There are three basic types of law in the United States:
Constitutional law is the law in the U.S. Constitution and state constitutions. It includes such fundamental rights as freedom of speech, freedom of religion, freedom of expression etc. The U.S. Constitution is the supreme law of the United States. No law can be enacted that contravenes the provisions of the U.S. Constitution.
Statutory law is law enacted by legislature. Congress, state and municipalities all have legislative bodies that make laws. It is created through a formal lawmaking process and codified in official text. ( Example: When the Florida Legislature passes a bill, such as the recent primary seat belt law - it is a Staturtory Law.)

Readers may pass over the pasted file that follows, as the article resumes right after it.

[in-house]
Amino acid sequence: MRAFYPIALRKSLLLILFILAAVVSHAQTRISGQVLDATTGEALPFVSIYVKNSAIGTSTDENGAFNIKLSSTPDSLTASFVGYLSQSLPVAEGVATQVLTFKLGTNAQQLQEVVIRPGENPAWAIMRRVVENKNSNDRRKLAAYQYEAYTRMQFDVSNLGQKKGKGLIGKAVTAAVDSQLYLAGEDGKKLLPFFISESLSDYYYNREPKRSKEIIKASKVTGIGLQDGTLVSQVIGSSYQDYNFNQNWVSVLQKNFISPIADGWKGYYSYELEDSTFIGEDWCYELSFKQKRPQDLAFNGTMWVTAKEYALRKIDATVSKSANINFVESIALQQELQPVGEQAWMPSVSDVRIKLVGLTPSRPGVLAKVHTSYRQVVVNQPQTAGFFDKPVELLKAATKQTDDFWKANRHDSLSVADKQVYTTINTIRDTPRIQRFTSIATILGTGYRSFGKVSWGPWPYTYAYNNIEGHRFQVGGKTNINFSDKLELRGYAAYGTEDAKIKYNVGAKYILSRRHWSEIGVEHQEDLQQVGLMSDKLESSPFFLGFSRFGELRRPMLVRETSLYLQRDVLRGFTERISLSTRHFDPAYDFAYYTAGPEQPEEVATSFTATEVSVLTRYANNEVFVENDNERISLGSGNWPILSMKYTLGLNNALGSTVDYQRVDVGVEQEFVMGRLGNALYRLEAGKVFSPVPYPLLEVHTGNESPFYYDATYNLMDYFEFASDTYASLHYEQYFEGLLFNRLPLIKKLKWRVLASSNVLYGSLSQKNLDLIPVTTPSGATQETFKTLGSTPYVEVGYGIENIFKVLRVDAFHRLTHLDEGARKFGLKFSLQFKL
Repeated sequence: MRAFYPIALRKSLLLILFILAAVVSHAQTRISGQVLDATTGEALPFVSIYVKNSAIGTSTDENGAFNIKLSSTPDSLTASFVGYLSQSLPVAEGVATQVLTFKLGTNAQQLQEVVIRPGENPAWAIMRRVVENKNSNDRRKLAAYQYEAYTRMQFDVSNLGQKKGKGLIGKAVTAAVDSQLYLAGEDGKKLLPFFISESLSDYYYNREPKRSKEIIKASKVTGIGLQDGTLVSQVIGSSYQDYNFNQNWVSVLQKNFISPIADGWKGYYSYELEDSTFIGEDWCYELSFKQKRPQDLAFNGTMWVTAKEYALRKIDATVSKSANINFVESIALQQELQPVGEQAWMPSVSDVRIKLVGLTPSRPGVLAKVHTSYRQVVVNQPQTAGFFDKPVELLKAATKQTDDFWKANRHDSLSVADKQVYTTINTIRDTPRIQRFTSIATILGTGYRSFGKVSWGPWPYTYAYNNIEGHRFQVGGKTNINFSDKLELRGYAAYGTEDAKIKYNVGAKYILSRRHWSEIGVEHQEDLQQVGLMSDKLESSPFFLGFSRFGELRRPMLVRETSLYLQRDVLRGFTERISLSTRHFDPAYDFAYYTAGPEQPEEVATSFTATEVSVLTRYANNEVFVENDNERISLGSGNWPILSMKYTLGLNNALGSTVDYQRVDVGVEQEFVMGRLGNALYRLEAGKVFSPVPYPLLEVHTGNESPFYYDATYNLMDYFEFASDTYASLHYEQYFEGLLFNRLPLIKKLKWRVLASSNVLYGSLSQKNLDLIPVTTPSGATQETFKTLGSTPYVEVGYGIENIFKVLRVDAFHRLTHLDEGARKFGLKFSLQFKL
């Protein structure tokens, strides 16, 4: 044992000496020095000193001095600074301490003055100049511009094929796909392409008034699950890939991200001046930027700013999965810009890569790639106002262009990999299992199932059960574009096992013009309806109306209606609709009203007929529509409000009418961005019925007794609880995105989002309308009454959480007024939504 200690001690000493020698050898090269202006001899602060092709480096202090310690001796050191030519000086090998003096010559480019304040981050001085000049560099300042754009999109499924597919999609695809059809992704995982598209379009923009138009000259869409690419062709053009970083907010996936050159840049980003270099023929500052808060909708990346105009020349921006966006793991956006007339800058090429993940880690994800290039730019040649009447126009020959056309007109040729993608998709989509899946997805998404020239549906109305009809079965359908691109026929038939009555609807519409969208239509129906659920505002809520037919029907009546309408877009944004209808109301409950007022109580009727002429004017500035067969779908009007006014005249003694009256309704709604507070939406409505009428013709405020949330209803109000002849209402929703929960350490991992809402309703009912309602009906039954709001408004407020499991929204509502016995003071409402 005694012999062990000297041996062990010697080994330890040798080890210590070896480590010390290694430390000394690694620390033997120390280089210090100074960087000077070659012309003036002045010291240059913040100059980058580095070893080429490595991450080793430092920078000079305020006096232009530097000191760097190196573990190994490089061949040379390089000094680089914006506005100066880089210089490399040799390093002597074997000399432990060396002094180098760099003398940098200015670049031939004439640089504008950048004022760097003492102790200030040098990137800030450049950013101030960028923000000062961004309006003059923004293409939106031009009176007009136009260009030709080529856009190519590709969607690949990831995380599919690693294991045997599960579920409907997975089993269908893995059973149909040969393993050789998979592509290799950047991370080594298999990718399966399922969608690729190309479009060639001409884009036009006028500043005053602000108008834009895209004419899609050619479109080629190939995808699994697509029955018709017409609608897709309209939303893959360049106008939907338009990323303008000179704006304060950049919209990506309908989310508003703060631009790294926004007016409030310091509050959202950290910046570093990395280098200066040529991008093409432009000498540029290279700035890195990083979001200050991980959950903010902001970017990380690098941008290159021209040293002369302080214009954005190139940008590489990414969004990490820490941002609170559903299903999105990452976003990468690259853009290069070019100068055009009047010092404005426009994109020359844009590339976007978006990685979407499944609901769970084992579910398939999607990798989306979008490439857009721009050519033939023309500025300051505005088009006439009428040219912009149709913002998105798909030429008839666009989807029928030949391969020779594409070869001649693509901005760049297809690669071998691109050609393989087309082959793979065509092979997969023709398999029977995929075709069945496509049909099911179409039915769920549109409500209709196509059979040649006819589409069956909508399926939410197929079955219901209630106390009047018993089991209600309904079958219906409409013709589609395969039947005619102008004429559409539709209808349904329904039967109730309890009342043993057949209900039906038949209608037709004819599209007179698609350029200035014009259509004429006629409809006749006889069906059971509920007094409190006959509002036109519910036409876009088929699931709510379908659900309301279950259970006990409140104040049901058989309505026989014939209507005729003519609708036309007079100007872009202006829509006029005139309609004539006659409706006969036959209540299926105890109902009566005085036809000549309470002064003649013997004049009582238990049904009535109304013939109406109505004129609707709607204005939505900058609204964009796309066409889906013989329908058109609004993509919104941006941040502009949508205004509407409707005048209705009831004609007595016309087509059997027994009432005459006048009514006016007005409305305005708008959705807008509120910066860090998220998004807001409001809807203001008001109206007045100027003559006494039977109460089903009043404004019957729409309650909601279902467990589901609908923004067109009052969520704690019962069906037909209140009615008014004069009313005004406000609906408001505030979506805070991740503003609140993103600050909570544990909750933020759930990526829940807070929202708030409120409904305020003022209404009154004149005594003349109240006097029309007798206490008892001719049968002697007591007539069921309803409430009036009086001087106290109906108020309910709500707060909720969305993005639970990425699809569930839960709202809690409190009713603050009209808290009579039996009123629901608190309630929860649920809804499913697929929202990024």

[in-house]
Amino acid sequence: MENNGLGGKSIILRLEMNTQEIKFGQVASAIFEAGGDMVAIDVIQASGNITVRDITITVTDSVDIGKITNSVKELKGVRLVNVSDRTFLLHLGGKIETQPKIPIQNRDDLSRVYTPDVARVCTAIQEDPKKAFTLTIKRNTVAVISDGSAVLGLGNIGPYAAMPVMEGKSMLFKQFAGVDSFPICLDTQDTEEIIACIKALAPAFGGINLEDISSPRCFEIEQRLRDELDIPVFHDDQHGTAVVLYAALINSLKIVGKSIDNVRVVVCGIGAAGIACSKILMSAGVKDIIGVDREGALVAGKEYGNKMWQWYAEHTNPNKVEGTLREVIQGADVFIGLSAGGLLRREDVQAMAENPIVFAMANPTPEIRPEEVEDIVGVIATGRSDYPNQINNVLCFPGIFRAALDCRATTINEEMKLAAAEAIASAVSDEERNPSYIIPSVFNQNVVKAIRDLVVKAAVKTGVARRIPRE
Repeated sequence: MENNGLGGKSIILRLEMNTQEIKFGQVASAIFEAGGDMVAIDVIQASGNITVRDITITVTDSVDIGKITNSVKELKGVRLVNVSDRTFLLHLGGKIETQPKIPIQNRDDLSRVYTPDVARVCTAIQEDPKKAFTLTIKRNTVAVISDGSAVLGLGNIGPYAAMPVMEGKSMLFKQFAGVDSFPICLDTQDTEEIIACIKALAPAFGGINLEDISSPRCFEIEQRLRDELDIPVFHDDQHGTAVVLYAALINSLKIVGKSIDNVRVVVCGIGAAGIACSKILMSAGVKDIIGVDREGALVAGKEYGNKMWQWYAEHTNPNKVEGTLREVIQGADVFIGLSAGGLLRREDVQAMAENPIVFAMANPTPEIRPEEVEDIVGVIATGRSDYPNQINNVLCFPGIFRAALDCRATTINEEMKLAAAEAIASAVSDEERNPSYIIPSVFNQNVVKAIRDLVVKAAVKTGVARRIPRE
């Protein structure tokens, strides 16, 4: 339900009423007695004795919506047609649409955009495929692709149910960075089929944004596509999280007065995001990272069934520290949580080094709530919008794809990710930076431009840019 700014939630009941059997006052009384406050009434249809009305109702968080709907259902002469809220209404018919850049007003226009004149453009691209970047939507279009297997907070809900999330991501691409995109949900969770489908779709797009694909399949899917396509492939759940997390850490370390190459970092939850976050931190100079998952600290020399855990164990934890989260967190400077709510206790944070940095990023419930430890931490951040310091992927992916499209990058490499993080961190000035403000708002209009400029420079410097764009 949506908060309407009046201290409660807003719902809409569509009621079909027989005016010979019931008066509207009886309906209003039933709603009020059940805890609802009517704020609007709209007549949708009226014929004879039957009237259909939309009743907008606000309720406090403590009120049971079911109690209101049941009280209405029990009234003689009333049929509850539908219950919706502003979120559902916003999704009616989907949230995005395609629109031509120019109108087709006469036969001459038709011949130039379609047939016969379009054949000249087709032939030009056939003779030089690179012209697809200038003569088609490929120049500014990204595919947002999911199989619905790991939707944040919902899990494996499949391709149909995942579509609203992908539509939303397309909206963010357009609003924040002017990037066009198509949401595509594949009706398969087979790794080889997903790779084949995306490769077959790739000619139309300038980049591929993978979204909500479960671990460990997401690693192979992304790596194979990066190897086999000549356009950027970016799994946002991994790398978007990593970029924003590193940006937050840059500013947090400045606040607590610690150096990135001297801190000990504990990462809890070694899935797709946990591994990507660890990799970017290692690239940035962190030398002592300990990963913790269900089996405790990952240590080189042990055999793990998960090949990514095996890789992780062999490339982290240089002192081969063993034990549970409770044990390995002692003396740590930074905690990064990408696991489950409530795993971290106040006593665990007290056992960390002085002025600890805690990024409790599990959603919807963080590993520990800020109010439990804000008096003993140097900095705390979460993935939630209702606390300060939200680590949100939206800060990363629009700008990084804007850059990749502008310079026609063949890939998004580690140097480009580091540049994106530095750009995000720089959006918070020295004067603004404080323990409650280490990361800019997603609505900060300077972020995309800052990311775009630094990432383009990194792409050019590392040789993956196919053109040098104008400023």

Common law, began in England when law was derived from common practices. Common law includes "judge-made laws" and relies on judicial precidents (case law). Judges, thus, in their decisions are bound by precedent: the rulings of other judges in similar cases decided earlier. (All the states except for Louisiana are common law states, Florida is a common law state).
For more information on a similiar topic:
What is the difference between criminal and civil wrongs?